It’s beginning to look a lot like 50 basis points.
OK, that’s not as catchy as that more famous Christmas tune. But that’s shaping up to be the likely outcome at the Federal Reserve’s next two-day monetary policy meeting December 13-14.
While inflation has slowed only a little bit since the Fed’s last rate hike on November 2 — its fourth 75-basis point increase in a row – the consensus seems to be that the Fed will moderate the size of its next hike to 50 bps, for no other reason perhaps than to see what effect its rate-raising process has had on the economy.
Indeed, the minutes of the Fed’s previous meeting at the beginning of November signaled such an outcome. “A substantial majority of participants judged that a slowing in the pace of increase would soon be appropriate,” the minutes said.
The Fed has now raised its benchmark federal funds rate by a cumulative 375 bps since it started hiking rates back in March, when the rate was at zero. A 50-bp hike in December would put the fed funds’ rate at an upper range of 4.25%.
While a slight moderation in the next increase will be welcomed by just about everyone, from Christmas shoppers to homebuyers to investors, it’s not likely to be the last, and possibly for a while yet.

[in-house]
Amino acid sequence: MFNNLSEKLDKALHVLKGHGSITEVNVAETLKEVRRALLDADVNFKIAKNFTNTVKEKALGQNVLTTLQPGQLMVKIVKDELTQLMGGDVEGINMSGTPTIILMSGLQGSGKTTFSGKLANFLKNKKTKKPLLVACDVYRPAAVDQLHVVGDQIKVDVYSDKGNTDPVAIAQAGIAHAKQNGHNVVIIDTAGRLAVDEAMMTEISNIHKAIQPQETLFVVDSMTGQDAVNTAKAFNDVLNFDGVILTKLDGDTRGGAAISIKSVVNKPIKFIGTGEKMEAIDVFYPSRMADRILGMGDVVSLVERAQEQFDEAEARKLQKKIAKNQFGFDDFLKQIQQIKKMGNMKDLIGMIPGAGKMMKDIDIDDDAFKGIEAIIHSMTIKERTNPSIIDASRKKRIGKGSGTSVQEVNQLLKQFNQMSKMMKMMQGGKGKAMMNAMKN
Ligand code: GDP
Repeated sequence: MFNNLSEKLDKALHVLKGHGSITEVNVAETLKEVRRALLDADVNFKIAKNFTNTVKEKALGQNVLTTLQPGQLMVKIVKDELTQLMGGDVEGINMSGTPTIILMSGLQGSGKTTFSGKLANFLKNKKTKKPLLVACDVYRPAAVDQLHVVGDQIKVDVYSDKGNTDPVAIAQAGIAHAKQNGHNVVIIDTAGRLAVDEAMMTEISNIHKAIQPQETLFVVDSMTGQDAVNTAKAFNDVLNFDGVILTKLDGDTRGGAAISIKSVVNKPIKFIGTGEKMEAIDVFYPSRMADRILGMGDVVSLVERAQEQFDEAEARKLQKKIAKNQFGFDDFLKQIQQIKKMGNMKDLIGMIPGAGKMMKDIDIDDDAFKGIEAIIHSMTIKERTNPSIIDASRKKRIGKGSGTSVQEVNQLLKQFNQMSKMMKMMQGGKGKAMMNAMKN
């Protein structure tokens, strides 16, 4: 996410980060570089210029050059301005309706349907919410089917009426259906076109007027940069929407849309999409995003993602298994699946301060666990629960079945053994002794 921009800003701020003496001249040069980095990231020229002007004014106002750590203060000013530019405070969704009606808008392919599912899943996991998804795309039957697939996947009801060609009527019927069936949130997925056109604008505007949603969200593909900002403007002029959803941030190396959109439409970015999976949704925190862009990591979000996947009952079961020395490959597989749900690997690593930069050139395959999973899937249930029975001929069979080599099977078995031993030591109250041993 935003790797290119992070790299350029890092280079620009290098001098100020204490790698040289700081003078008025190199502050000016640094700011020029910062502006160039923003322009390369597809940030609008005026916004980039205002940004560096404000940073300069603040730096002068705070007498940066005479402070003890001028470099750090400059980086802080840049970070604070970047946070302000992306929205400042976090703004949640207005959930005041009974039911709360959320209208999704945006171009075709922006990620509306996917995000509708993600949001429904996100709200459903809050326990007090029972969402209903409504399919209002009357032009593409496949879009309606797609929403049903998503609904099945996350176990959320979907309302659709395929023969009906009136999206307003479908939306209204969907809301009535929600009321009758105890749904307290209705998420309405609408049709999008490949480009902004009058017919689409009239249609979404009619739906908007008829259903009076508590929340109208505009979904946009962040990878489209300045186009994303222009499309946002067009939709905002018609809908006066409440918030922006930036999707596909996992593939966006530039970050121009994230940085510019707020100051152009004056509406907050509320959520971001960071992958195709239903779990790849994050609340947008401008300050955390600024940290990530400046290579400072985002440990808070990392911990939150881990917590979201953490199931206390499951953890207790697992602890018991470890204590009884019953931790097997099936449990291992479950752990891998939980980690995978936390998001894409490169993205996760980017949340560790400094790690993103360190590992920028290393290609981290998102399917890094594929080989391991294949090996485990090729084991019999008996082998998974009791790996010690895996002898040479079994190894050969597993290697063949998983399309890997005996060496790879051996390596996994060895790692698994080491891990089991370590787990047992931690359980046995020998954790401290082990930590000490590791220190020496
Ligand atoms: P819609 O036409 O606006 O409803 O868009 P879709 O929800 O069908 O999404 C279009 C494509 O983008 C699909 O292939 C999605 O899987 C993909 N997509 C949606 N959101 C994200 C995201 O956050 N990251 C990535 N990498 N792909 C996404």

That was the word handed down this week by New York Fed President John Williams. While he “did nothing to push back against expectations” of a half-point rate rise at the December meeting, the Wall Street Journal’s headline was more hawkish, quoting Williams as saying that “inflation fight could last into 2024,” meaning more rate hikes over a longer period of time than the market expects.
“Mr. Williams said he expected that rates would have to rise in 2023 to somewhat higher levels” than he had estimated back in September, the Journal said.
If the whole point of the Fed’s rate-raising regime is to try to slow the economy and thus reduce the heat under inflation, you don’t have to be a Harvard-trained economist to see that it hasn’t made that much of a dent so far and that it’s a long way from ending its restrictive cycle. Continue reading "The Fed Needs To Practice Patience"